I spent just about all of Sunday in Lower Manhattan, beginning with the 10th anniversary ceremonies at the World Trade Center. I met up with my friends Deborah and Joan and we went in together. We hooked up with some other 9/11 family members, and entered the site at Murray Street. Security was extremely tight, due to all the terrorist threats. We walked passed three security checkpoints.
Deborah made a beautiful collage of pictures of our friend Joyce, and all day the media kept coming up to us and asking about it. We talked to media outlets from all over New York and the world. The pictures were just so stunning, and it was simply amazing that every time we walked a few feet, someone would stop us and ask us about it, or just take pictures of it. (BTW, the photo above is Deborah, taken by the New York Daily News as she waited for Joan and I in front of St. Paul's Chapel, which had thousands of white ribbons on its gates in memory of the victims.)
The crowds at the site were enormous, as with the opening of the memorial would bring out many more family members. The reading of the names took much longer this year due to the fact the names of the victims from the Pentagon and Shanksville were also included. Politicians of course were there, but were limited to readings and no speeches.
We had to wait nearly an hour to get into Memorial Plaza itself, as the crush to get in was huge. But I simply amazed by how much had been done since last September 11. It was hard to believe I was in the same place. We walked along the plaza to the North Tower footprint, where Joyce's name was with her colleagues from her company. It was a really emotional moment to see her name there, and we left roses right next to it.
The waterfalls in the footprints of the towers are simply magnificent. Just an incredible sight to behold. (If you've seen them on TV, it doesn't do it justice.) I was really proud to have been in Memorial Plaza with the other victims' family members, and I have to say that it certainly was worth the wait to have gotten the memorial done right.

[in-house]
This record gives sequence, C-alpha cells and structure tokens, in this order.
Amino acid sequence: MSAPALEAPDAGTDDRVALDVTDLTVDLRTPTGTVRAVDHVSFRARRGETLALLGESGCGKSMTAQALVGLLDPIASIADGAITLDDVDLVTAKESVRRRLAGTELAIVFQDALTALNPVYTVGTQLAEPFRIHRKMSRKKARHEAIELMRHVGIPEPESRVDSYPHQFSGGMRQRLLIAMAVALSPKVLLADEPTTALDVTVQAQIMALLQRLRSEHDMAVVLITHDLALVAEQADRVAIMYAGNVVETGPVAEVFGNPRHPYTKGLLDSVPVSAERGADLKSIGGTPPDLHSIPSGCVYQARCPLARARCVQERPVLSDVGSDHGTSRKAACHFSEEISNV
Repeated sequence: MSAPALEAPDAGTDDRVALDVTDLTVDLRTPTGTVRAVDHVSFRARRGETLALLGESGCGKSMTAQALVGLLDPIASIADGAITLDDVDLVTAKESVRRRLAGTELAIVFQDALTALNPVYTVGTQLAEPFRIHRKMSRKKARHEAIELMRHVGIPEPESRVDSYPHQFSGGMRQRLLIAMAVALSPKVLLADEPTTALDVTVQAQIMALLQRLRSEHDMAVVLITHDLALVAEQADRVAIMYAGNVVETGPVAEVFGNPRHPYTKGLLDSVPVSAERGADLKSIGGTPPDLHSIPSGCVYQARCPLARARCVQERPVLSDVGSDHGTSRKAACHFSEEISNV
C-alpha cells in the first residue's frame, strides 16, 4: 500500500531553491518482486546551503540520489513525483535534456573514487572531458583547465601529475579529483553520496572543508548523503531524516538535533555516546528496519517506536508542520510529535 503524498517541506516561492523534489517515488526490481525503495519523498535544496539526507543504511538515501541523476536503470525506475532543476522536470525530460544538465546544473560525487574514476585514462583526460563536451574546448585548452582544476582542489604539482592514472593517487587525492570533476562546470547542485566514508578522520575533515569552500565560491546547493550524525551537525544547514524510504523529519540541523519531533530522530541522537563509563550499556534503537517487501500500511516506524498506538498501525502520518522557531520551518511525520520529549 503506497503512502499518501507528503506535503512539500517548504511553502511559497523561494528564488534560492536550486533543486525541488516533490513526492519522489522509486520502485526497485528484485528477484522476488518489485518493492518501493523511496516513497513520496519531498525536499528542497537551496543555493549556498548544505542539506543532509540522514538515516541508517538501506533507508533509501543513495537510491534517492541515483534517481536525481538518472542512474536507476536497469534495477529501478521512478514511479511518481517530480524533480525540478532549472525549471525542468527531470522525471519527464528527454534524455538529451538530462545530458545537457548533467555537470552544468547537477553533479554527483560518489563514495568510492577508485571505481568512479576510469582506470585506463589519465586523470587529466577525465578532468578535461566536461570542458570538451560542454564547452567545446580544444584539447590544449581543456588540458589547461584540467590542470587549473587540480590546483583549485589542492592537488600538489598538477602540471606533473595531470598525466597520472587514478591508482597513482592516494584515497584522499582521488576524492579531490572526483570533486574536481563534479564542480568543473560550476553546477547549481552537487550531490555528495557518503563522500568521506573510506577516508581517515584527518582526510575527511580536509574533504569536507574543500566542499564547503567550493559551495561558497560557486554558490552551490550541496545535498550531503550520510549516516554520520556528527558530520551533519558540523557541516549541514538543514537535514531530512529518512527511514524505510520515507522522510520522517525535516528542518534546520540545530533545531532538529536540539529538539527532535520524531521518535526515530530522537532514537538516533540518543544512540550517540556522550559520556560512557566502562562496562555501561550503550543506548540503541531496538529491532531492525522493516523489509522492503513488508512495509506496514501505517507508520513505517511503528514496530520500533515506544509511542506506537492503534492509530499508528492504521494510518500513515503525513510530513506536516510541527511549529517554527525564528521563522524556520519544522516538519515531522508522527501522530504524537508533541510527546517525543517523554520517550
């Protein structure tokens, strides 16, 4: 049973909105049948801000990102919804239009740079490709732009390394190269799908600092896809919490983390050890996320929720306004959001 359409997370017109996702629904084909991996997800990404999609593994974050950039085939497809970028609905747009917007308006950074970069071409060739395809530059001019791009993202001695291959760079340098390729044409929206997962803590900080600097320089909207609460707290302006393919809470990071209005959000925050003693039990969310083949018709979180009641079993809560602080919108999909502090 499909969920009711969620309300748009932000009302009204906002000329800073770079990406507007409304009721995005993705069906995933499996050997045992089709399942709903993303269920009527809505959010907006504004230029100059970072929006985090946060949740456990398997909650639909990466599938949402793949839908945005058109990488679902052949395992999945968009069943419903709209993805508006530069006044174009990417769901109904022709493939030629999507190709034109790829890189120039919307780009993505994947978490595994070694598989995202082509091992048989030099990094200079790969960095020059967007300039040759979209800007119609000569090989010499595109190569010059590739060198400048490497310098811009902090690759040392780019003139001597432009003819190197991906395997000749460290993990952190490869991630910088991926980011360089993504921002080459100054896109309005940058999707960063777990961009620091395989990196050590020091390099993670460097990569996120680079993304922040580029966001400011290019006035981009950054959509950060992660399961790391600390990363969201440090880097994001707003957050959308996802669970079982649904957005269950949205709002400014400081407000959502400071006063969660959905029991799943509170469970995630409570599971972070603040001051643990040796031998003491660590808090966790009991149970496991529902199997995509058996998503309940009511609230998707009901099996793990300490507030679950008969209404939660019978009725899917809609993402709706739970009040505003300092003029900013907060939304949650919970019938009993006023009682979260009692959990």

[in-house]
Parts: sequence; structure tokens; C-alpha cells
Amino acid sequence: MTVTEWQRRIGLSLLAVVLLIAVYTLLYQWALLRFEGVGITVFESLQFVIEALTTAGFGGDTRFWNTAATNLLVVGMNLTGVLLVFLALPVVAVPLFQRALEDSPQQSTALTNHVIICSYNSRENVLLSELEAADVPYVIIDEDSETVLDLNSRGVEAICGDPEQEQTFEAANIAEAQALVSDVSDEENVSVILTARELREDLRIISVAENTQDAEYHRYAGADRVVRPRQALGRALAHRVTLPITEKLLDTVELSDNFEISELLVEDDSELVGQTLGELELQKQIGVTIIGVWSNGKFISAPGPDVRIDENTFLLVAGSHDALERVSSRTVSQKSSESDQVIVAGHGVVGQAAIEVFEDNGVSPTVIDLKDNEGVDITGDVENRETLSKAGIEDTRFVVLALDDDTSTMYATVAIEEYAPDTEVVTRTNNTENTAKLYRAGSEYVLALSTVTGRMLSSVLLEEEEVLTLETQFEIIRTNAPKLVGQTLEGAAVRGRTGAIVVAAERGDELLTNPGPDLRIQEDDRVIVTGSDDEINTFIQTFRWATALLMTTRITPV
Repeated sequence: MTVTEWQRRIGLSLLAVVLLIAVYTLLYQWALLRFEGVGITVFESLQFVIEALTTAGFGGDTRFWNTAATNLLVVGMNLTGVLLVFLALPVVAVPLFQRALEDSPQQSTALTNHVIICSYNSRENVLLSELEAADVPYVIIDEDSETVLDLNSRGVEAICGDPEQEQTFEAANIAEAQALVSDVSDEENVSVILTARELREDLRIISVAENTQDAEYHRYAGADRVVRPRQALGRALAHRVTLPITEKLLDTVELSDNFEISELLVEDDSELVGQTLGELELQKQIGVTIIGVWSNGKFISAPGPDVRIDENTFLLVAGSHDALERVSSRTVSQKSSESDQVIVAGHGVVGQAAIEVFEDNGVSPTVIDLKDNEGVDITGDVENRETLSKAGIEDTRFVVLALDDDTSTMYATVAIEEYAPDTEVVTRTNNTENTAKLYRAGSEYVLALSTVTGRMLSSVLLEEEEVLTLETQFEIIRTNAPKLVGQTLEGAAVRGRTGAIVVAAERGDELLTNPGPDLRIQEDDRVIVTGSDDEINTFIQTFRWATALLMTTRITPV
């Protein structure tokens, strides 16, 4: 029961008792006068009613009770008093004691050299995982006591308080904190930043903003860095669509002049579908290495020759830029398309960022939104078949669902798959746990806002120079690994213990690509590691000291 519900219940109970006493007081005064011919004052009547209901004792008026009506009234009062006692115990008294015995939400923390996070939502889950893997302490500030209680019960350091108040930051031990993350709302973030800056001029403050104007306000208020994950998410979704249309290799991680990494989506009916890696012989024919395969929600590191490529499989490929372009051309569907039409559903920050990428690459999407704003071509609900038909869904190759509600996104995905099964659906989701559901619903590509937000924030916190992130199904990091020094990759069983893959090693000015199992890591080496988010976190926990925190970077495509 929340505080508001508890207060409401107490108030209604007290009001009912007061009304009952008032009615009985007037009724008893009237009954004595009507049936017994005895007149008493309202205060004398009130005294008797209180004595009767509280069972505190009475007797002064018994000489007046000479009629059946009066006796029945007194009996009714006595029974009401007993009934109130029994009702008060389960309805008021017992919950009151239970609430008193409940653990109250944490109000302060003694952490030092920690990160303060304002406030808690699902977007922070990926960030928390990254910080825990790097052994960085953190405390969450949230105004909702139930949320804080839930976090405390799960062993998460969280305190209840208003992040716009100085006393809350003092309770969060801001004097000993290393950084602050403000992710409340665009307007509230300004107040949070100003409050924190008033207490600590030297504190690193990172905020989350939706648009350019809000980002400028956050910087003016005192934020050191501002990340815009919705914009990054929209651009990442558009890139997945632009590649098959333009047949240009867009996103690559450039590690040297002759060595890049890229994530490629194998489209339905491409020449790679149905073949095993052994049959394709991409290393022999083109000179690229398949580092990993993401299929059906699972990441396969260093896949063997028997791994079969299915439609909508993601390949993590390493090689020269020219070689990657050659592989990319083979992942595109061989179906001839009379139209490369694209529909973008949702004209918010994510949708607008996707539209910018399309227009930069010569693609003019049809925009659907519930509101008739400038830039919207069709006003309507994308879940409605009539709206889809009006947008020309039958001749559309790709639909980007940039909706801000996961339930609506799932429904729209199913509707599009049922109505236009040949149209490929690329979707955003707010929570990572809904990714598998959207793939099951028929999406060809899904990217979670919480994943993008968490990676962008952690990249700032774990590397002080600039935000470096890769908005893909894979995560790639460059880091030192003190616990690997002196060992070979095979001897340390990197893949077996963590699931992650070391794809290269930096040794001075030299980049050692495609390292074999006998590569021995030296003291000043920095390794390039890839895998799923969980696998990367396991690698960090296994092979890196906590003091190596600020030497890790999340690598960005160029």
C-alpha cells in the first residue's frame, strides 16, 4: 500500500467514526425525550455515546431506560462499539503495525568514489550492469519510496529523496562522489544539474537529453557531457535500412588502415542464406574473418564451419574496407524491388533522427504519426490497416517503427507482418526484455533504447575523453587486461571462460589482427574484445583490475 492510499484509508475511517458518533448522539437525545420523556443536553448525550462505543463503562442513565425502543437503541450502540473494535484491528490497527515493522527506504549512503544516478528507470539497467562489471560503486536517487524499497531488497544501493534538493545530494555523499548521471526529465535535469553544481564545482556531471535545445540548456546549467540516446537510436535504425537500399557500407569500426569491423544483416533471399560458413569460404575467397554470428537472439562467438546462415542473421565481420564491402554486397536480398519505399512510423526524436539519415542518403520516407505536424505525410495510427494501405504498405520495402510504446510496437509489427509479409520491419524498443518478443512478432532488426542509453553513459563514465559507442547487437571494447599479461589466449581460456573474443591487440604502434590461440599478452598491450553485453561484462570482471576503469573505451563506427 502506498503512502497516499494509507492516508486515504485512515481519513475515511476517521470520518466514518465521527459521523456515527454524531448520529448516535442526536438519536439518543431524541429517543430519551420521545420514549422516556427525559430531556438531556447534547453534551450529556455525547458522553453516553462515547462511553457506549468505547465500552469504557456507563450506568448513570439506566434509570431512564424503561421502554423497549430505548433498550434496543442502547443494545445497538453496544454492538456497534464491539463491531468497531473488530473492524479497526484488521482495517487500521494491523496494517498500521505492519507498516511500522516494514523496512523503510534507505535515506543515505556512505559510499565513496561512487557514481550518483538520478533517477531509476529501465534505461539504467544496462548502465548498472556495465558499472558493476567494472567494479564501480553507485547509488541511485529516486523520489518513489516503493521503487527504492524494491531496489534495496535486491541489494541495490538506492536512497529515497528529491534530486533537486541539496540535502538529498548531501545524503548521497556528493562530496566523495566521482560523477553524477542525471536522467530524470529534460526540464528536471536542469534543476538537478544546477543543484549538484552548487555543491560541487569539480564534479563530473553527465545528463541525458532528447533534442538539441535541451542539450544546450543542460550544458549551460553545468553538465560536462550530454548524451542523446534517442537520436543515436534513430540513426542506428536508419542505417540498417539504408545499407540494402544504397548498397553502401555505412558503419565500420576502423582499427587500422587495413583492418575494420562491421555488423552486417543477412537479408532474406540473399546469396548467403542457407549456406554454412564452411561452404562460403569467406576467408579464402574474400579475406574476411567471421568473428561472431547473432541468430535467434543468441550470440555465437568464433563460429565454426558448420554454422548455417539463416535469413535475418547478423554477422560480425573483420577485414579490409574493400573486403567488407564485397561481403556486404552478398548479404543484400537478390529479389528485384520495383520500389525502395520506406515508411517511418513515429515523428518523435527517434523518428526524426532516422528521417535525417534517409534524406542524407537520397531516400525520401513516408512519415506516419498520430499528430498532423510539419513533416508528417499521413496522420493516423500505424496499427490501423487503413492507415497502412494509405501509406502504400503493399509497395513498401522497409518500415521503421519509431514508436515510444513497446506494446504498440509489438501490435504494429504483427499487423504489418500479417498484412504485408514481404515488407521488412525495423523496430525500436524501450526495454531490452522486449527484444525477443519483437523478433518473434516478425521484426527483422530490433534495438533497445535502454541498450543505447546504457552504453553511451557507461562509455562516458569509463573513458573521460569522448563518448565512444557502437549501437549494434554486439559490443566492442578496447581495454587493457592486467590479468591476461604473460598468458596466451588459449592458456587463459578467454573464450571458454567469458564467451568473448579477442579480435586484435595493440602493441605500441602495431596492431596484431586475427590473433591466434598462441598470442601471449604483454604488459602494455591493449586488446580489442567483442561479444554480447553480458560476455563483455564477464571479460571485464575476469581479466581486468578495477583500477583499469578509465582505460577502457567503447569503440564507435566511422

After we finished in the site, we went for lunch at SouthWestNY in the World Financial Center, which for years has offered a buffet for the families, which is such a kind gesture by their owners. We also went to the Tribute Center on Liberty Street and met a very nice serviceman named Brian, and we took him to the Family Room on Church Street, which is a place reserved for the families to leave mementos of their loved ones.
The day was winding down (or so I thought) when we encountered some bagpipers from the FDNY playing on Cedar Street, and that attracted a big crowd and was fun to watch. We then went into O'Hara's pub on the corner, and met a couple of firefighters from the Boston area (who were impressed I was a Red Sox fan). Together we went to another pub uptown, but the night ended shortly after that for me.
Couldn't help thinking of that old David Letterman line when I was heading home: "You're tired, but you know what, it's a good kind of tired." It was another long, emotional day, marking the decade that had passed since the worst day in our country's history.